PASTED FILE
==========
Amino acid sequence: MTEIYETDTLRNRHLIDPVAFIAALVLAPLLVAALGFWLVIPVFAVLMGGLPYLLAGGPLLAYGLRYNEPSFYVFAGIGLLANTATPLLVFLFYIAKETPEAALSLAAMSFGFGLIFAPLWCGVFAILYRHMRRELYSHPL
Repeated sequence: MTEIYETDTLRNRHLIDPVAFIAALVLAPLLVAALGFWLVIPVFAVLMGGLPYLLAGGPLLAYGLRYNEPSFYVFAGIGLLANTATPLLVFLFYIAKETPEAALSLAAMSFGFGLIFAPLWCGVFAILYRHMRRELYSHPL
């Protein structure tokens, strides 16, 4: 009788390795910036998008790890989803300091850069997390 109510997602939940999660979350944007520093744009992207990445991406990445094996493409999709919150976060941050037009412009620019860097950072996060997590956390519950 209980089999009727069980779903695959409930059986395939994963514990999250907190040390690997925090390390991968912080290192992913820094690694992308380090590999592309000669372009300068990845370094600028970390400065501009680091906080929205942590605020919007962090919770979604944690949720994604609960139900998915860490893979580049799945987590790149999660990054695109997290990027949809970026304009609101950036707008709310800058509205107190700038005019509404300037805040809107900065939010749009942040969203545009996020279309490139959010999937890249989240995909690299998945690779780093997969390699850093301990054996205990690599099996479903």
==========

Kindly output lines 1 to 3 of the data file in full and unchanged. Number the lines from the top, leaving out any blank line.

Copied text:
Amino acid sequence: MTEIYETDTLRNRHLIDPVAFIAALVLAPLLVAALGFWLVIPVFAVLMGGLPYLLAGGPLLAYGLRYNEPSFYVFAGIGLLANTATPLLVFLFYIAKETPEAALSLAAMSFGFGLIFAPLWCGVFAILYRHMRRELYSHPL
Repeated sequence: MTEIYETDTLRNRHLIDPVAFIAALVLAPLLVAALGFWLVIPVFAVLMGGLPYLLAGGPLLAYGLRYNEPSFYVFAGIGLLANTATPLLVFLFYIAKETPEAALSLAAMSFGFGLIFAPLWCGVFAILYRHMRRELYSHPL
């Protein structure tokens, strides 16, 4: 009788390795910036998008790890989803300091850069997390 109510997602939940999660979350944007520093744009992207990445991406990445094996493409999709919150976060941050037009412009620019860097950072996060997590956390519950 209980089999009727069980779903695959409930059986395939994963514990999250907190040390690997925090390390991968912080290192992913820094690694992308380090590999592309000669372009300068990845370094600028970390400065501009680091906080929205942590605020919007962090919770979604944690949720994604609960139900998915860490893979580049799945987590790149999660990054695109997290990027949809970026304009609101950036707008709310800058509205107190700038005019509404300037805040809107900065939010749009942040969203545009996020279309490139959010999937890249989240995909690299998945690779780093997969390699850093301990054996205990690599099996479903």